Accurate mutation detection depends on several factors, including available tissue, DNA quality, DNA input, and tumor cell percentage. All are important issues in limiting assay performance and sensitivity. The majority of assays in clinical practice are performed on FFPE resection material. DNA from FFPE material is often of poor quality, impairing the performance of existing assays. Furthermore, DNA input can be a problem when little tissue is available, as in needle biopsies. In addition, small numbers of tumor cells in a background of stromal cells can sometimes be challenging for accurate mutation detection, as in the case of radio- and/or chemotherapy pretreated tumor specimens.

When choosing an assay for routine diagnostics, additional factors such as workload, time to results, hands-on time, dedicated equipment, costs, assay flexibility, and robustness of a technique need to be addressed as well. Assay flexibility enables multiplexing, resulting in mutation detection on several hotspots or genes at the same time, saving diagnostic time and DNA input. Assay robustness or reproducibility is mandatory to implement the assay high throughput routine diagnostics. Finally, additional factors influencing technique choice are the capacity, equipment present, and available expertise in a laboratory.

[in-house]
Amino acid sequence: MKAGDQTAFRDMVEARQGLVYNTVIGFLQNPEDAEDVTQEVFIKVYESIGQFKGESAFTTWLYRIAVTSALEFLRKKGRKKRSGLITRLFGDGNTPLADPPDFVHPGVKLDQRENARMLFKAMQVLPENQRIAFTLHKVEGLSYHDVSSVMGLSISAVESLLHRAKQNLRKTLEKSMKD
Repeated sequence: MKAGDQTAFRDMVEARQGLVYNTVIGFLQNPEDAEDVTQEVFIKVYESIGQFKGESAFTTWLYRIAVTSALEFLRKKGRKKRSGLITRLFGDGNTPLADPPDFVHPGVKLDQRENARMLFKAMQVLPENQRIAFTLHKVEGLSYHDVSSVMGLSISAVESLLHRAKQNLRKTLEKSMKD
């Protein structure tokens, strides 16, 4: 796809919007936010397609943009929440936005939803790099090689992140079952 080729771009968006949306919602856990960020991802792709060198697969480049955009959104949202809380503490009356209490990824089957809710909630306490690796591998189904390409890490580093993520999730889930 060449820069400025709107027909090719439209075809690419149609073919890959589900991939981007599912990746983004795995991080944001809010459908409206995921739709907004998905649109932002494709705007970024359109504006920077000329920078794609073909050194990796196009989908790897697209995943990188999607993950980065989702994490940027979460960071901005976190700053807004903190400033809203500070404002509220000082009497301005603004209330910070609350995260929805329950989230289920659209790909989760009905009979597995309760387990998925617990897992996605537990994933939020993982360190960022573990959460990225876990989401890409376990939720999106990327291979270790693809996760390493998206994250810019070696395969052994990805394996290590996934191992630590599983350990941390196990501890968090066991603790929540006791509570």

In most of the pathology laboratories, direct sequencing, ie, PCR followed by dideoxy sequencing, is considered the gold standard for KRAS mutation detection. However, this technique is not only laborious and time consuming, but sensitivity plays an important role. To reliably test a sample, at least 20% to 30% of tumor cells are needed. To date, there are several alternative assays available for (KRAS) mutation detection, including “home-brew” assays, such as high-resolution melting curve analysis (HRM),7 pyrosequencing,8 single nucleotide primer extension assay,9 and allele-specific real-time PCR,10 and commercially available assays, such as reverse hybridization test KRAS StripAssay (Vienna Labs, Vienna, Austria)11 and real-time PCR–based TheraScreen (Roche Diagnostics, Almere, the Netherlands); all these assays greatly differ in sensitivity, specificity, DNA input, time to results, hands-on time, flexibility, workload, and costs. The single nucleotide primer extension (SNaPshot) assay is a home-brew, flexible assay, which might be easily extendable to other biomarkers, whereas from the commercially available assays, the KRAS StripAssay claims to be fast and very sensitive.

Therefore, in this study, we aimed to evaluate the SNaPshot and reverse hybridization StripAssay in comparison to direct sequencing for KRAS mutation detection in colon cancer. Several parameters important for implementation in a pathology laboratory such as sensitivity, specificity, workload, time to results, hands-on time, flexibility, DNA input, and costs have been compared.

Materials and Methods